Here are a few of the observations I’ve made in the past several months:

  1. Age is irrelevant. One Fish Foundation lesson plans are customized to meet students where they are in their classroom curricula. So I was able to get a bunch of pre-schoolers to understand that we don’t kill every lobster or fish we haul out of the ocean, and why that’s important. Starting the conversation early gets students to think about that balance. The older the student, the more they start to think in terms of solutions.
  2. Students are better served by having enough information to make their own decisions when at a restaurant or seafood store. There are plenty enough static buying guides available. I’ve found students more receptive to understanding why some fisheries are more sustainable than others. My 6th graders now ask specific questions about when, where and how fish or shellfish was caught or grown.
  3. Visual and hands-on props are crucial. Despite the fact the dead black sea bass was rather pungent, students crowded around the desk and begged to touch the pharyngeal plates (crushing plates in the throat). My daughter used a stuffed turtle as a prop to show how a turtle can escape certain nets.
  4. Coastal communities where seafood is abundant are great launching points for these kinds of discussions with students. Portland, Maine area students in general love seafood, and are receptive to talking about where it comes from.
  5. Enthusiasm for the topic can be contagious. This is a standard teaching tenet, but made more relevant by the fact that we’re talking about food. Ten- and eleven-year olds in particular seem to be at the beginning threshold where they start to care about how food gets on their plates. Slow Fish 2016 will bring enthusiasm to community discussions about seafood issues, including the importance of youth involvement.
Tools of the trade.
Tools of the trade.

Perhaps the most important take-away for me has been that given the information and the right impetus, some of these students may be future catalysts of change. When an 11-year-old says she told her mom not to buy shrimp at a restaurant because the waiter said it was from Thailand, I feel I’ve succeeded.

I’ve had conversations with 9th graders about the importance of community supported fisheries (CSF) in ensuring fresh, locally caught seafood while supporting local fishermen. Similar to buying shares with a CSA (community support agriculture), people buy shares of future fresh caught fish. Some CSFs, like Cape Ann Fresh Catch, focus on underutilized (read: abundant) species. Those students talked about ways to start a new CSF in their expedition projects.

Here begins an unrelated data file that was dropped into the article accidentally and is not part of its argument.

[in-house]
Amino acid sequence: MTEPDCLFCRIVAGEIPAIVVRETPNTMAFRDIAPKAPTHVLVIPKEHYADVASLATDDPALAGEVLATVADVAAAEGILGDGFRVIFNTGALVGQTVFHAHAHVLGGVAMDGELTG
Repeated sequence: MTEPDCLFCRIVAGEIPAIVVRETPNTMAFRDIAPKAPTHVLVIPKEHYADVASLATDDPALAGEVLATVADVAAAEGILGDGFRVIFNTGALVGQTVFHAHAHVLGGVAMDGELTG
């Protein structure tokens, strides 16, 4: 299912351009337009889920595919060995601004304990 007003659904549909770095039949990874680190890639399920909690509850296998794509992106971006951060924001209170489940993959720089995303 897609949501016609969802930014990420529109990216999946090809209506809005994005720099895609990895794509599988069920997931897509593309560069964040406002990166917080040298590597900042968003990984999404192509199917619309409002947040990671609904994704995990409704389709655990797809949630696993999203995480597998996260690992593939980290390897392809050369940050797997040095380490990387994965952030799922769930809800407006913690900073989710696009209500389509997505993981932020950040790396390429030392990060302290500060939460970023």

When I tell people I’m bringing these messages into classrooms, they invariably tell me it’s a good idea and ask where I’m teaching next. That kind of validation underscores a critical point. Perhaps teaching students at all ages about where their food comes from — in creative, dynamic interactions — empowers them to make smarter decisions about what they eat. Moreover, that understanding may set the stage for them to get involved, and maybe find solutions to future sustainable seafood challenges.

Slow Fish celebrates the relationship between communities and their local seafood. But involving the community’s youth in these types of discussions is essential for ensuring seafood sustainability. Spencer Montgomery will take this notion a step further in next week’s blog, highlighting a growing movement to get college students to not only think about seafood systems, but to advocate for schools to source and serve locally available, sustainable seafood.

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SUPPORT our Indiegogo fundraising campaign.
HOST a Fisher-Chef Alliance dinner.